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Recently, a court case was thrown out against Omar Cruz-Zamora, a Mexican native in the US on a legal visa, who was found with illegal narcotics in his car. The arresting officer, Ryan Wolting, had asked to search the vehicle, was granted permission, and subsequently found a stash of drugs. Open and shut, right? Not so much when you factor in that the perpetrator and police officer spoke different languages and relied on a basic machine translation platform to determine what was being said.

According to the original story by Gizmodo, Cruz-Zamora was pulled over in Kansas last September and when he asked Wolting if he spoke Spanish, which he didn’t, Wolting opted to use Google Translate to communicate. In many situations this would be seen as an innovative approach that provides a great solution to language barriers. However, when a situation revolves around the potential of sending someone to jail and impacting their life immensely, it’s important that communication be as clear and accurate as possible.

After Cruz-Zamora told the officer that he had several thousand dollars on him to purchase a car to then bring back to Mexico, Wolting asked to search the car. Rather, he asked Google Translate if he could search the car, which produced a less than accurate message according to the court:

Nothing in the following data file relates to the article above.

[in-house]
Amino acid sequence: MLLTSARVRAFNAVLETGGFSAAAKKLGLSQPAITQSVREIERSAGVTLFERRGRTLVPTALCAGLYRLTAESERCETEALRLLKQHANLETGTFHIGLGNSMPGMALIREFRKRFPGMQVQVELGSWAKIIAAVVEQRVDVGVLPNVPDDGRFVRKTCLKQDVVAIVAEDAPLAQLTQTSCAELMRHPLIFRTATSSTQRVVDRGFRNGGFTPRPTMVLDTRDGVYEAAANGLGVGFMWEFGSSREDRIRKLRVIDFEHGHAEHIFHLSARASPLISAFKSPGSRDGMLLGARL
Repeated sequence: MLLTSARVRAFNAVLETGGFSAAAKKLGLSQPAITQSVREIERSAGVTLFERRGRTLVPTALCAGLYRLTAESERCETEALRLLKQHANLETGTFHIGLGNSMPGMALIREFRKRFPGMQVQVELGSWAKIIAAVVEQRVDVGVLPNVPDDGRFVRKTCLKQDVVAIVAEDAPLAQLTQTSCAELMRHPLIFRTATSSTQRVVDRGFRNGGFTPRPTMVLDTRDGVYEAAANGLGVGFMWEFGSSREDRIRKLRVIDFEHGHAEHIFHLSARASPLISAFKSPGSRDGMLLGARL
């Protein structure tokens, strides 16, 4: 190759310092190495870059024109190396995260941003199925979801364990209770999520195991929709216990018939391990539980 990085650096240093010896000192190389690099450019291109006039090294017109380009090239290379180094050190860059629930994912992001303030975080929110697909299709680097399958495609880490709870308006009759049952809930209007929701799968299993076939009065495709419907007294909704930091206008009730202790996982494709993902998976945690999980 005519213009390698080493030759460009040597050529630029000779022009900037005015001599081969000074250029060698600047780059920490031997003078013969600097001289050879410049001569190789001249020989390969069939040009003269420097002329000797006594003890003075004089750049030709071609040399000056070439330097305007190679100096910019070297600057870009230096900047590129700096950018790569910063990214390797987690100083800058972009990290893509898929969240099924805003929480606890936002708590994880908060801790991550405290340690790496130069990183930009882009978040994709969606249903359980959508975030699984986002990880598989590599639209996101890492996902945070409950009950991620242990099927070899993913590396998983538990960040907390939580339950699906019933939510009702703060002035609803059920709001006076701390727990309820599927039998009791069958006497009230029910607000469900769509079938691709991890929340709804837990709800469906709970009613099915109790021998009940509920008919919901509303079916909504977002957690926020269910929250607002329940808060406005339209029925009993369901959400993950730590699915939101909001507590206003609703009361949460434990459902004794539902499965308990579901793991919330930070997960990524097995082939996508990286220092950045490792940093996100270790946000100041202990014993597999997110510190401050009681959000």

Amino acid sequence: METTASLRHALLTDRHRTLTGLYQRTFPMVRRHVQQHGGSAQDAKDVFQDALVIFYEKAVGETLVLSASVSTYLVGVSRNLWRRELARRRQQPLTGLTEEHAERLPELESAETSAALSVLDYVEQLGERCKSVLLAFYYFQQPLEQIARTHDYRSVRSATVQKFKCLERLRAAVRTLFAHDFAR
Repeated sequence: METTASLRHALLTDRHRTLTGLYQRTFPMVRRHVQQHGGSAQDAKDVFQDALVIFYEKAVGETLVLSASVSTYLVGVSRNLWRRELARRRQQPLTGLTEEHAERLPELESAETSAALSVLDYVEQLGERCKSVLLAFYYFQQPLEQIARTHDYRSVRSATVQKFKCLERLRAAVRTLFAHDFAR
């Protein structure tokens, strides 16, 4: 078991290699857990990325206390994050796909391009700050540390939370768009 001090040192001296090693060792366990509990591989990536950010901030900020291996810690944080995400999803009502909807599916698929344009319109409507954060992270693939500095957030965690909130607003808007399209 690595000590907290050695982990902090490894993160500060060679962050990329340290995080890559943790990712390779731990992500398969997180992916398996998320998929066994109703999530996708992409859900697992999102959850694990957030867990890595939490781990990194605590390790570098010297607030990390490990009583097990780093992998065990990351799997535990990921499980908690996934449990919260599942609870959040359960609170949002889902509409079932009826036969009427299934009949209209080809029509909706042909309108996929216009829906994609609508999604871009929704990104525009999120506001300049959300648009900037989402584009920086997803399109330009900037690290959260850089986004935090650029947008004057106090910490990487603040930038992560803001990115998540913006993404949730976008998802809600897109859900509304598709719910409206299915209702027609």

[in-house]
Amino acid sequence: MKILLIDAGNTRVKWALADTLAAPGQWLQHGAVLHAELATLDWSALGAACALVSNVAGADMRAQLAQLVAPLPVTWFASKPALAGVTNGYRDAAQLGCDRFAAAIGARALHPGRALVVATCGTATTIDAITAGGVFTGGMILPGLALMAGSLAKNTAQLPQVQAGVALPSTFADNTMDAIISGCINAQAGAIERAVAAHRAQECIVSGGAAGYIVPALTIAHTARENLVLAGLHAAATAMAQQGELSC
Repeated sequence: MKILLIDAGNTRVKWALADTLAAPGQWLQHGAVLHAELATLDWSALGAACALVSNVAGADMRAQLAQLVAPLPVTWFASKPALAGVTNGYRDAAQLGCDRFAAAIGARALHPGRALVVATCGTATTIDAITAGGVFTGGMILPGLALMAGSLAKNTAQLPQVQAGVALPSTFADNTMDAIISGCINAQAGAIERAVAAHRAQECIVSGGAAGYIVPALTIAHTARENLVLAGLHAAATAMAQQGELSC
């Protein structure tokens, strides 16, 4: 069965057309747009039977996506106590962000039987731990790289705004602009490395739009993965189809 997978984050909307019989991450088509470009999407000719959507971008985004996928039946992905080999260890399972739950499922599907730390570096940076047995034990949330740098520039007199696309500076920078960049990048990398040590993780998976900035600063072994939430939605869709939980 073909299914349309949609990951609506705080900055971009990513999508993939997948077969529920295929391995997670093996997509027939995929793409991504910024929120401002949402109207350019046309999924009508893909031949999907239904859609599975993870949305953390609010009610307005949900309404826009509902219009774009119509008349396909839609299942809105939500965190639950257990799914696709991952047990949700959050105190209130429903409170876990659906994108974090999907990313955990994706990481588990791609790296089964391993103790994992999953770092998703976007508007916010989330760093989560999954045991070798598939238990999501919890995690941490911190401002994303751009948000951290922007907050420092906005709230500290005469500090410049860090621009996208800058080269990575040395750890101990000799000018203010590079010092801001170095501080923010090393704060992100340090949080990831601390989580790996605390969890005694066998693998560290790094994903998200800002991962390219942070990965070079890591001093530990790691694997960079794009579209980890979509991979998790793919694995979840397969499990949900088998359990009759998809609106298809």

Typed into Google Translate, “Can I search the car” translates to “¿Puedo buscar el auto?” When put in reverse order into Google Translate, “¿Puedo buscar el auto?” translates to “Can I find the car.” …while “¿Puedo buscar el auto?” is a literally correct interpretation, it is not the question [the officer] intended to ask defendant.

Ultimately, Wolting asked Cruz-Zamora if he could “find the car”, not “search the car”. This meant that technically he was never granted permission to search the vehicle and the recovery of illegal narcotics in the car was void.

In a world of ever-advancing technology and progressing artificial intelligence, many people and businesses are eager to leverage new tools. However, publicly available machine translation tools will always be in a state of beta of sorts – constantly being reevaluated, advanced, adjusted. Arle Lommel from Common Sense Advisory made a good point when he wrote, “The difference is that humans respond to context and can take steps to clarify, while MT by itself does not.” That simple distinction can mean the difference between a serious jail sentence and freedom, apparently.

Choose your translation needs wisely.